Article Abstract

Programmed death ligand 1 immunohistochemistry in non-small cell lung carcinoma

Authors: Sylvie Lantuejoul, Diane Damotte, Véronique Hofman, Julien Adam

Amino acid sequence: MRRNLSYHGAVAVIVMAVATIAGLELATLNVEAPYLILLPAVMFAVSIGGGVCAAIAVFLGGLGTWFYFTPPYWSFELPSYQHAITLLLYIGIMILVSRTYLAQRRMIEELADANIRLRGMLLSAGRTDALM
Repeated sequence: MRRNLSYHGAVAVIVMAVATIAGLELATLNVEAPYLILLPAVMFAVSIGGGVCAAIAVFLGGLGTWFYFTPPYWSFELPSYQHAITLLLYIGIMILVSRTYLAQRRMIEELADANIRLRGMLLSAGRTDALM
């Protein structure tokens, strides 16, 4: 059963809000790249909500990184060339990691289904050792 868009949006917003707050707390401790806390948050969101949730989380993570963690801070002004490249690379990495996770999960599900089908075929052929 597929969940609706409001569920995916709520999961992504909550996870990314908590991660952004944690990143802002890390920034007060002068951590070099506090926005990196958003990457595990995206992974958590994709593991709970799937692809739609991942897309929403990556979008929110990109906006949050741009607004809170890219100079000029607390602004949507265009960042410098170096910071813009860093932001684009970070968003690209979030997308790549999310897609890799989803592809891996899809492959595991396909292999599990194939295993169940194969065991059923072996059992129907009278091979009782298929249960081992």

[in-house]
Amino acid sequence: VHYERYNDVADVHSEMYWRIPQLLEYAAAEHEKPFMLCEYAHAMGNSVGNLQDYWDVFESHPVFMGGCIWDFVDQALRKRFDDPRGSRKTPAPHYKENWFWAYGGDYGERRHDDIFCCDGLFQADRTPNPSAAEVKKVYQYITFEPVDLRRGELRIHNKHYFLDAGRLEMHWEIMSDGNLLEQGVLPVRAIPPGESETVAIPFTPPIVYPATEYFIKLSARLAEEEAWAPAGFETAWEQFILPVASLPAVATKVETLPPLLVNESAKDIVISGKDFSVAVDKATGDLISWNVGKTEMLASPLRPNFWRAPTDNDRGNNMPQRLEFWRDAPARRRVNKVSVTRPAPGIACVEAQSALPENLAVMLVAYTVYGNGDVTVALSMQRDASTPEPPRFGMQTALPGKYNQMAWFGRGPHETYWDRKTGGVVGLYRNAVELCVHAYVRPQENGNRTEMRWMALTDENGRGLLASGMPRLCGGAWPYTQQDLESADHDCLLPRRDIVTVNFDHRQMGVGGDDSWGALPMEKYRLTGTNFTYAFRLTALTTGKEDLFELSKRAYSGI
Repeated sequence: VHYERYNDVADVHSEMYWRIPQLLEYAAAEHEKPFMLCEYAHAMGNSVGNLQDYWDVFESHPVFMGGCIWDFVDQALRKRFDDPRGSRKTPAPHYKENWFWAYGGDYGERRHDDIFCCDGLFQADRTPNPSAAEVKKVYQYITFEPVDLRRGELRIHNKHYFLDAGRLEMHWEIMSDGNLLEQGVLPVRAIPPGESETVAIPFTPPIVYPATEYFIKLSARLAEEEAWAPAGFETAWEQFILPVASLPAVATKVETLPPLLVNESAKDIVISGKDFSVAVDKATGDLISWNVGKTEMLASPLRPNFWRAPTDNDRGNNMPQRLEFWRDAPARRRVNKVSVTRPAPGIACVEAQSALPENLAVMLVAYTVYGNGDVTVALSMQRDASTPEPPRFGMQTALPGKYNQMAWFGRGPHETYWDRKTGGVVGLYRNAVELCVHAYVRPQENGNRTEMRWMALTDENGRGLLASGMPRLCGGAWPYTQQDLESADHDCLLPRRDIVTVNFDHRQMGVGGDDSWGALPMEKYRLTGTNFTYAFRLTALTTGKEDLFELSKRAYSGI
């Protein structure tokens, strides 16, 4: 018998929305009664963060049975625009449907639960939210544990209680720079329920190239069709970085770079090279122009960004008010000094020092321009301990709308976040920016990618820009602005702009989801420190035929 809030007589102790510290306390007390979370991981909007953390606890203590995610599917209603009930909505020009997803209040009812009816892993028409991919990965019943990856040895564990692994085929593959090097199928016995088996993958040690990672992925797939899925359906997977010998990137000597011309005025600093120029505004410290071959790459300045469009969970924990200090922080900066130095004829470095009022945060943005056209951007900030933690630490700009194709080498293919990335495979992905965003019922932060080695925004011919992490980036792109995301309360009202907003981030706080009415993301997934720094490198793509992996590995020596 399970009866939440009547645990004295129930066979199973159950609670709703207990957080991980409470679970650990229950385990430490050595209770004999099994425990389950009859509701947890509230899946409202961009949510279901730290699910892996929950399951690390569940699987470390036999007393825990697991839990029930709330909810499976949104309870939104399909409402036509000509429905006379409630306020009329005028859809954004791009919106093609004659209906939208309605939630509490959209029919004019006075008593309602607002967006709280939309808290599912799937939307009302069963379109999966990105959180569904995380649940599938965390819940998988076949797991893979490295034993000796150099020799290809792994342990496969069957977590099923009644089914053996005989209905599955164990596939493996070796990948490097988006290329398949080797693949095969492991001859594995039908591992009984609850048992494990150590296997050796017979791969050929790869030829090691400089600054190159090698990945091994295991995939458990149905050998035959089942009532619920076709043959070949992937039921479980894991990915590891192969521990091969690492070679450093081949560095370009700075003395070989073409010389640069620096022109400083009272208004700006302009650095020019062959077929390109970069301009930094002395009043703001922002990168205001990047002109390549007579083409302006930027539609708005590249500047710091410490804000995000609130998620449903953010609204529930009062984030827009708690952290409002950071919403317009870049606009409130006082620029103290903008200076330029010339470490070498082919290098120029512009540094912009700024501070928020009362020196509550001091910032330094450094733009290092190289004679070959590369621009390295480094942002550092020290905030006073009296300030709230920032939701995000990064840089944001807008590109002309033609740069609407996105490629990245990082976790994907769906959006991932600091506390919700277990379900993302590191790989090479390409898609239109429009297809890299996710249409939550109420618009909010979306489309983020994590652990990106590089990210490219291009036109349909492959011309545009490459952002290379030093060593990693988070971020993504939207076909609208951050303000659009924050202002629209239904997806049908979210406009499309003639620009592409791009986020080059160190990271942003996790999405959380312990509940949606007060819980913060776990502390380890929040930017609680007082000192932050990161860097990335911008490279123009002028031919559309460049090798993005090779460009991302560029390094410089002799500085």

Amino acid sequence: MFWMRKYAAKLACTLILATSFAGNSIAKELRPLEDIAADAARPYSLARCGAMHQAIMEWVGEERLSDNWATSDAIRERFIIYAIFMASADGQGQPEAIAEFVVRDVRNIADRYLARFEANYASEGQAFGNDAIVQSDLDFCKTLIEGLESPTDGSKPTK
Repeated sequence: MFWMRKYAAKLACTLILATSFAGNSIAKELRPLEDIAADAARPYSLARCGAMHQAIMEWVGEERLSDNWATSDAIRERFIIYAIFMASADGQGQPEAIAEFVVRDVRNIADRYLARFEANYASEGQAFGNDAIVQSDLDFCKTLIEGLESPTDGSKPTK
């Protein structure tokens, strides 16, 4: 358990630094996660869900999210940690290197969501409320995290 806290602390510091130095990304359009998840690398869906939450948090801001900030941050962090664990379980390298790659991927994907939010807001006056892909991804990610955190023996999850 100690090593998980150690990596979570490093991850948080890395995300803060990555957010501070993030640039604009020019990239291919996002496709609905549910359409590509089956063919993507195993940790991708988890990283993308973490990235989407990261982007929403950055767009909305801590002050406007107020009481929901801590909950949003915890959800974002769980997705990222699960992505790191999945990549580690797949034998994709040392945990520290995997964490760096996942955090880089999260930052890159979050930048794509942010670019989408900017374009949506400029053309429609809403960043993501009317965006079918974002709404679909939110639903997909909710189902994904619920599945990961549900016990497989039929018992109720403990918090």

Lung cancer is the leading cause of cancer death worldwide with low response rates to conventional chemotherapy. New promising therapies have emerged based on programmed cell death protein 1 (PD-1) immunity checkpoint inhibitors (ICI), including anti-PD1, such as nivolumab and pembrolizumab, or programmed death ligand 1 (PD-L1) inhibitors, such as atezolizumab, durvalumab, and avelumab. The prescription of pembrolizumab has been approved by FDA and EMA for advanced stages non-small cell lung carcinoma (NSCLC), restricted for first-line setting to patients whose tumor presents ≥50% of PD-L1 positive tumor cells (TC), and ≥1% for second-line and beyond, leading to consider PD-L1 assay as a companion diagnostic tool for pembrolizumab. Very recently, the EMA has approved durvalumab for the treatment of patients with unresectable stage III NSCLC not progressing after chemoradiotherapy and whose tumors express PD-L1 on ≥1% of TC. Four standardized PD-L1 immunohistochemistry assays have been used in clinical trials; 22C3 and 28-8 PharmDx assays on Dako/Agilent platforms, and SP142 and SP263 assays on Ventana platforms, each test having been developed initially for a specific ICI. They differ in terms of primary monoclonal antibody, platform, detection system and scoring methods with different thresholds of positivity validated in clinical trials. Several studies have shown a close analytical performance of the 22C3, 28-8 and SP263 assays regarding TC staining in NSCLC, with poor concordance with SP142 assay and for immune cells. However, as dedicated platforms are not available in all pathology laboratories and because of the high cost of these assays, laboratory developed tests are widely used in many countries. Their validation must guarantee the same sensitivities and specificities as compared to standardized assays. Overall, PD-L1 test is of great help to select patients who could benefit for ICI and most pathologists have included this test in their daily practice for advanced stages NSCLC, besides ALK and ROS1 IHC.

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